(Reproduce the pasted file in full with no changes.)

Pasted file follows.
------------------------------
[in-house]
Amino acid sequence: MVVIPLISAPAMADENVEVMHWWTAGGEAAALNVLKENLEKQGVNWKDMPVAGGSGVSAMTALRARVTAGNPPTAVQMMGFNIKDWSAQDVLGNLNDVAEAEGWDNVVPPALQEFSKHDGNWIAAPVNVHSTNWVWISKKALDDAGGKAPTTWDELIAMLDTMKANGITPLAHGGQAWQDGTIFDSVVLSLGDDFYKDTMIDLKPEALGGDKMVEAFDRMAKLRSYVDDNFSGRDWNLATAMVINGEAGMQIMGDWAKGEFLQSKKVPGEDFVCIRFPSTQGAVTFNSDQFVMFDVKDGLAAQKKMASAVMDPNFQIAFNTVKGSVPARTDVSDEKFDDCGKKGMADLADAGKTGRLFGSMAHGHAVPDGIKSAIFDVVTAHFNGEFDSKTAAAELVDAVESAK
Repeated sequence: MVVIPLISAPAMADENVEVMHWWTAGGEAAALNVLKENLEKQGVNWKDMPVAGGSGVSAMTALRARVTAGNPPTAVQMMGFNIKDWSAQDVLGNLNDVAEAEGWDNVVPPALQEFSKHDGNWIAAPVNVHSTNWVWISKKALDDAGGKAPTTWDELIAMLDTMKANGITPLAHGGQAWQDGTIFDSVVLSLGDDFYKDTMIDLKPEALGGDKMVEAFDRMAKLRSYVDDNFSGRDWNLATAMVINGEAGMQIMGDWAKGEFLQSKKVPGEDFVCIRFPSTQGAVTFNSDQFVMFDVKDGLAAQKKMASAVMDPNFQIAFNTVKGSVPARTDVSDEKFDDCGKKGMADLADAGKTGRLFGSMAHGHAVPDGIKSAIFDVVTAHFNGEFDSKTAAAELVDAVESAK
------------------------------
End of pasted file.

[in-house]
Amino acid sequence: MVVIPLISAPAMADENVEVMHWWTAGGEAAALNVLKENLEKQGVNWKDMPVAGGSGVSAMTALRARVTAGNPPTAVQMMGFNIKDWSAQDVLGNLNDVAEAEGWDNVVPPALQEFSKHDGNWIAAPVNVHSTNWVWISKKALDDAGGKAPTTWDELIAMLDTMKANGITPLAHGGQAWQDGTIFDSVVLSLGDDFYKDTMIDLKPEALGGDKMVEAFDRMAKLRSYVDDNFSGRDWNLATAMVINGEAGMQIMGDWAKGEFLQSKKVPGEDFVCIRFPSTQGAVTFNSDQFVMFDVKDGLAAQKKMASAVMDPNFQIAFNTVKGSVPARTDVSDEKFDDCGKKGMADLADAGKTGRLFGSMAHGHAVPDGIKSAIFDVVTAHFNGEFDSKTAAAELVDAVESAK
Repeated sequence: MVVIPLISAPAMADENVEVMHWWTAGGEAAALNVLKENLEKQGVNWKDMPVAGGSGVSAMTALRARVTAGNPPTAVQMMGFNIKDWSAQDVLGNLNDVAEAEGWDNVVPPALQEFSKHDGNWIAAPVNVHSTNWVWISKKALDDAGGKAPTTWDELIAMLDTMKANGITPLAHGGQAWQDGTIFDSVVLSLGDDFYKDTMIDLKPEALGGDKMVEAFDRMAKLRSYVDDNFSGRDWNLATAMVINGEAGMQIMGDWAKGEFLQSKKVPGEDFVCIRFPSTQGAVTFNSDQFVMFDVKDGLAAQKKMASAVMDPNFQIAFNTVKGSVPARTDVSDEKFDDCGKKGMADLADAGKTGRLFGSMAHGHAVPDGIKSAIFDVVTAHFNGEFDSKTAAAELVDAVESAK